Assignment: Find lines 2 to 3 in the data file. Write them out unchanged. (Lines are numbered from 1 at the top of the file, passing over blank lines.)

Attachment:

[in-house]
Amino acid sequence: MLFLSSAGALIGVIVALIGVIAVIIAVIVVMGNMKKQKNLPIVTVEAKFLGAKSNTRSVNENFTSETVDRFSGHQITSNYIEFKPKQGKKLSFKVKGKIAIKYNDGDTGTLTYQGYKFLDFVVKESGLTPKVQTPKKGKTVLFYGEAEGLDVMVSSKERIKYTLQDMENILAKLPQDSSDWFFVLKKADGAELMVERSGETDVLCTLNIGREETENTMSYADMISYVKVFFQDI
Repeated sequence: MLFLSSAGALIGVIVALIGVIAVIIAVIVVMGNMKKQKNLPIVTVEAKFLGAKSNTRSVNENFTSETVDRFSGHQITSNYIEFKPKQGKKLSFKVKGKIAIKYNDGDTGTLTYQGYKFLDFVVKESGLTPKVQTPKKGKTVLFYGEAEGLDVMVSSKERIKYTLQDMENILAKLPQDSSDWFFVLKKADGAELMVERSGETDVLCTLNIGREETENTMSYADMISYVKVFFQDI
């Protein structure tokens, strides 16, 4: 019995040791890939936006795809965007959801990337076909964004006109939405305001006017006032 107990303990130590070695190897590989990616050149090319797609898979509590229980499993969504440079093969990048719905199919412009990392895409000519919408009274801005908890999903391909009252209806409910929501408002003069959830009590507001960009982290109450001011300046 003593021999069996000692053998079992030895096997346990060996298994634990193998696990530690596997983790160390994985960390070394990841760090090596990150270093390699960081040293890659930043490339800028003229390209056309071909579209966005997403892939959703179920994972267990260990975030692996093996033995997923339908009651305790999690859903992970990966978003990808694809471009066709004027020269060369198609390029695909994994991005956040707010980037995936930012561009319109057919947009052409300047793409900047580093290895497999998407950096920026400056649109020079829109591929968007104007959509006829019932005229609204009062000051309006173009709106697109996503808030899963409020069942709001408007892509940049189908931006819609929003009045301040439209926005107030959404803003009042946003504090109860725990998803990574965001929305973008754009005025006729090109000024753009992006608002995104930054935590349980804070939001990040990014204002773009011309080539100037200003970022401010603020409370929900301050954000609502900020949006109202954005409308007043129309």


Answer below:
Amino acid sequence: MLFLSSAGALIGVIVALIGVIAVIIAVIVVMGNMKKQKNLPIVTVEAKFLGAKSNTRSVNENFTSETVDRFSGHQITSNYIEFKPKQGKKLSFKVKGKIAIKYNDGDTGTLTYQGYKFLDFVVKESGLTPKVQTPKKGKTVLFYGEAEGLDVMVSSKERIKYTLQDMENILAKLPQDSSDWFFVLKKADGAELMVERSGETDVLCTLNIGREETENTMSYADMISYVKVFFQDI
Repeated sequence: MLFLSSAGALIGVIVALIGVIAVIIAVIVVMGNMKKQKNLPIVTVEAKFLGAKSNTRSVNENFTSETVDRFSGHQITSNYIEFKPKQGKKLSFKVKGKIAIKYNDGDTGTLTYQGYKFLDFVVKESGLTPKVQTPKKGKTVLFYGEAEGLDVMVSSKERIKYTLQDMENILAKLPQDSSDWFFVLKKADGAELMVERSGETDVLCTLNIGREETENTMSYADMISYVKVFFQDI